In 2148251 Ontario Inc. v. Catan Canada Inc., 2013 ONSC 4049, the Ontario Superior Court of Justice clarified when the limitation period for a promissory note starts to run. The Court held that the applicable limitation period will depend on whether the promissory note is classified as either a demand obligation or a contingent obligation. The difficulty with promissory notes is that they can be either a demand obligation or contingent obligation. If the promissory note is a true demand obligation then the limitation period will not begin to run until the demand for performance is made (pursuant to section 5(3) of the Limitations Act, 2002). Thus, a creditor is in the position of extending the limitation period by not making a demand, after which the limitation period will begin to run (see Bank of Nova Scotia v.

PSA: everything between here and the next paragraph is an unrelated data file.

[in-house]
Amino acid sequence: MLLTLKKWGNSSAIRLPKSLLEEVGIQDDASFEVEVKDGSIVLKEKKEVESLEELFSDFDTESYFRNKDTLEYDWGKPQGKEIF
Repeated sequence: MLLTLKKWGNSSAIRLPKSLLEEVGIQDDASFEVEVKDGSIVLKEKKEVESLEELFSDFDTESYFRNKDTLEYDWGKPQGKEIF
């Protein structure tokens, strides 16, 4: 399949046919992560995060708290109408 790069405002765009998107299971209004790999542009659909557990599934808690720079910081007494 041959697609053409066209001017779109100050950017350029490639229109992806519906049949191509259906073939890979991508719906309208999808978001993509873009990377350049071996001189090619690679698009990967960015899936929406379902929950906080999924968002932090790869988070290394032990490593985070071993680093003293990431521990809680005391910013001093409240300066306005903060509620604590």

In Skuy v Greennough Harbour Corp., 2012 ONSC 6998 (“Skuy”), the Ontario Superior Court interpreted the demand obligation provisions contained in section 5(3) of the Limitations Act, 2002, SO 2002, s. 24, Sch. B (the “Act”) to promissory notes and guarantees.
Under section 5(3), the limitation period for a demand obligation begins to run following a default after a demand for payment.
Demand obligations can include promissory notes, demand mortgages and demand guarantees. A debt obligation expressly payable on demand is a demand obligation. Likewise a debt obligation that does not specify a date for repayment is also a demand obligation. Where a debt obligation is payable on a fixed date, it is not a demand obligation. This is so even if the debt obligation specifies that the lender must give notice or make a demand for payment before the debt obligation can be enforced.